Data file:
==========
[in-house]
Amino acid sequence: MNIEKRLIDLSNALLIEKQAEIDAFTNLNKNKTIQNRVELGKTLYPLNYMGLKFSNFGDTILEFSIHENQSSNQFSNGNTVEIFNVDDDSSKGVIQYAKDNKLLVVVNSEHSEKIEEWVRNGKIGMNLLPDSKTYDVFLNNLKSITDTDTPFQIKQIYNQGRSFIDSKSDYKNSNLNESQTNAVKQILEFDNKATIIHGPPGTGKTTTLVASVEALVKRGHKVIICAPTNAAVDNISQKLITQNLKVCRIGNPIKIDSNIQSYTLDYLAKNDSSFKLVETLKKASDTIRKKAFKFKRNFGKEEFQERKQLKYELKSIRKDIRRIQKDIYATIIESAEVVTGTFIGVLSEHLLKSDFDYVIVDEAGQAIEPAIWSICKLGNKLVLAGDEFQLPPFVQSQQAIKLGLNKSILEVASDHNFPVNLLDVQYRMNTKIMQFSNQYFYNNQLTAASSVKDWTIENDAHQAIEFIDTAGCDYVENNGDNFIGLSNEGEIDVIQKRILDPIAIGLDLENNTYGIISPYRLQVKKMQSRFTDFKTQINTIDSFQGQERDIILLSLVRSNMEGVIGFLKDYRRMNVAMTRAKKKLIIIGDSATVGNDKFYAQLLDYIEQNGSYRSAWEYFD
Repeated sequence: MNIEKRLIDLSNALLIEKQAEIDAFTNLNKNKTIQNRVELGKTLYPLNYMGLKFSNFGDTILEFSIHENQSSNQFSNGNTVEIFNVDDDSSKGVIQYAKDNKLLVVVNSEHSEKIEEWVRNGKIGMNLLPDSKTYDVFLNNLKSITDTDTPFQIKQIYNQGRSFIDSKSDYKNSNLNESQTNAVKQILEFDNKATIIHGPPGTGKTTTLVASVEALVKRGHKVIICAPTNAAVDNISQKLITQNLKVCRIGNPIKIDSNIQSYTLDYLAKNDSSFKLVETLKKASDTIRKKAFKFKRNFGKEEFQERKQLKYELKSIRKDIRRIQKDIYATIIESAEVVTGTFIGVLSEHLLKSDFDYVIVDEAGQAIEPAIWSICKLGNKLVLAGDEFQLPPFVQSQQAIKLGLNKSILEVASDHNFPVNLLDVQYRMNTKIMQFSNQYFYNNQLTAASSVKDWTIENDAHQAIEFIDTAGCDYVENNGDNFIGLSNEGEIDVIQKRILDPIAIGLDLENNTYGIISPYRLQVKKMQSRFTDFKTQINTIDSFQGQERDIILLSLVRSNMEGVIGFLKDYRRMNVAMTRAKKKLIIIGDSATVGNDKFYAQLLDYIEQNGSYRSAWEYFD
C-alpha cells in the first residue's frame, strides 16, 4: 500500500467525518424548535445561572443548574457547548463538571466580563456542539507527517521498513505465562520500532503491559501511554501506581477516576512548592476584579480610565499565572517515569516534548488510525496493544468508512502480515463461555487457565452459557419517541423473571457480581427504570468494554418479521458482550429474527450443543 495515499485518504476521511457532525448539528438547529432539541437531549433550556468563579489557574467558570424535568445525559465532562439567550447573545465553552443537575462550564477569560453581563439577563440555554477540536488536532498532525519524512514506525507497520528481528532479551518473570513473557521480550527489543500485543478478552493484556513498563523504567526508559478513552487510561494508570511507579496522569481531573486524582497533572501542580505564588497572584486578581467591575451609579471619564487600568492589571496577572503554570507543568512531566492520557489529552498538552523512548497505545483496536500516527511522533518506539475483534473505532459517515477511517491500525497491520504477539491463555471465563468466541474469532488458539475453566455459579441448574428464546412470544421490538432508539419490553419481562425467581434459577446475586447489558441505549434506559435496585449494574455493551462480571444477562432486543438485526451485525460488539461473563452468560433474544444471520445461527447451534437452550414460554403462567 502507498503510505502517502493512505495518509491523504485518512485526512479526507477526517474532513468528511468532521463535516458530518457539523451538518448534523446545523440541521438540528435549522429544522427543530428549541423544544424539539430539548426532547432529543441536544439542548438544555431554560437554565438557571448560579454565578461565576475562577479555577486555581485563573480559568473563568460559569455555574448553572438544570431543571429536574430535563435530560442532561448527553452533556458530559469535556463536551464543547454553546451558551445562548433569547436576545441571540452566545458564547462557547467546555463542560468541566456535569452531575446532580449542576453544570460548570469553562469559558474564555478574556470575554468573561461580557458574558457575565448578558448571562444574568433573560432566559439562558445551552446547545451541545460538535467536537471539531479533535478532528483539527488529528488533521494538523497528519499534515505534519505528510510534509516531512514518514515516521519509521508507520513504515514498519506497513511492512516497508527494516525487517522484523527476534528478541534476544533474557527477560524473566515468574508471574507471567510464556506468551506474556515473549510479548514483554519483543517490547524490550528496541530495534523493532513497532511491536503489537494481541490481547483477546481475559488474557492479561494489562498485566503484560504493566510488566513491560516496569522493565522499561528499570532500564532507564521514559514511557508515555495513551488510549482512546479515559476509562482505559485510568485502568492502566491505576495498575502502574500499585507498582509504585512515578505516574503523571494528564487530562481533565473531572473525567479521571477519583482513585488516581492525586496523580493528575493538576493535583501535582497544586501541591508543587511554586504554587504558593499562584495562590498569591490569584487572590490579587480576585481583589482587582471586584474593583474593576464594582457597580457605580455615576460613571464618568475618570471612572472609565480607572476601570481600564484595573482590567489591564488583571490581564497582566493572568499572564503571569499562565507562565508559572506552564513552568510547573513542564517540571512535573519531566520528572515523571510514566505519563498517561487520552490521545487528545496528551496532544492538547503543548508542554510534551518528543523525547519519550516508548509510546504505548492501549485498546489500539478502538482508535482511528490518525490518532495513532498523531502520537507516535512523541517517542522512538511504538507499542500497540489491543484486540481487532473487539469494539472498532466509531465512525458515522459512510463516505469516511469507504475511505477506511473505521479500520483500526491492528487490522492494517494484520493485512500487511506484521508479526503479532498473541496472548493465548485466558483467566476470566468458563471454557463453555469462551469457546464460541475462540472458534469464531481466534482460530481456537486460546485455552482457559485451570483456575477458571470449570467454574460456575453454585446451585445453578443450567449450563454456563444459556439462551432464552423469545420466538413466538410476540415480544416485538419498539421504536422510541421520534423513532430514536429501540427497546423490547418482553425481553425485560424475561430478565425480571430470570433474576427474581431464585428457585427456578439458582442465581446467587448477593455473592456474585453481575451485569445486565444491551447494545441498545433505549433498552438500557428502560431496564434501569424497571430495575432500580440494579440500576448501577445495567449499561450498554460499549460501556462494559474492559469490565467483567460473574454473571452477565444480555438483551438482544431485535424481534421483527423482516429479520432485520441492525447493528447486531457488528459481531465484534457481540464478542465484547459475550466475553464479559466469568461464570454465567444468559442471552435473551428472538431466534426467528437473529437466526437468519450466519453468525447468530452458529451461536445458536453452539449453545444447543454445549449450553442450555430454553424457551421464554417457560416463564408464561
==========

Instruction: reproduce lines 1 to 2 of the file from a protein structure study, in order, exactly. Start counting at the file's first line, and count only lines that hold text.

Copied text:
[in-house]
Amino acid sequence: MNIEKRLIDLSNALLIEKQAEIDAFTNLNKNKTIQNRVELGKTLYPLNYMGLKFSNFGDTILEFSIHENQSSNQFSNGNTVEIFNVDDDSSKGVIQYAKDNKLLVVVNSEHSEKIEEWVRNGKIGMNLLPDSKTYDVFLNNLKSITDTDTPFQIKQIYNQGRSFIDSKSDYKNSNLNESQTNAVKQILEFDNKATIIHGPPGTGKTTTLVASVEALVKRGHKVIICAPTNAAVDNISQKLITQNLKVCRIGNPIKIDSNIQSYTLDYLAKNDSSFKLVETLKKASDTIRKKAFKFKRNFGKEEFQERKQLKYELKSIRKDIRRIQKDIYATIIESAEVVTGTFIGVLSEHLLKSDFDYVIVDEAGQAIEPAIWSICKLGNKLVLAGDEFQLPPFVQSQQAIKLGLNKSILEVASDHNFPVNLLDVQYRMNTKIMQFSNQYFYNNQLTAASSVKDWTIENDAHQAIEFIDTAGCDYVENNGDNFIGLSNEGEIDVIQKRILDPIAIGLDLENNTYGIISPYRLQVKKMQSRFTDFKTQINTIDSFQGQERDIILLSLVRSNMEGVIGFLKDYRRMNVAMTRAKKKLIIIGDSATVGNDKFYAQLLDYIEQNGSYRSAWEYFD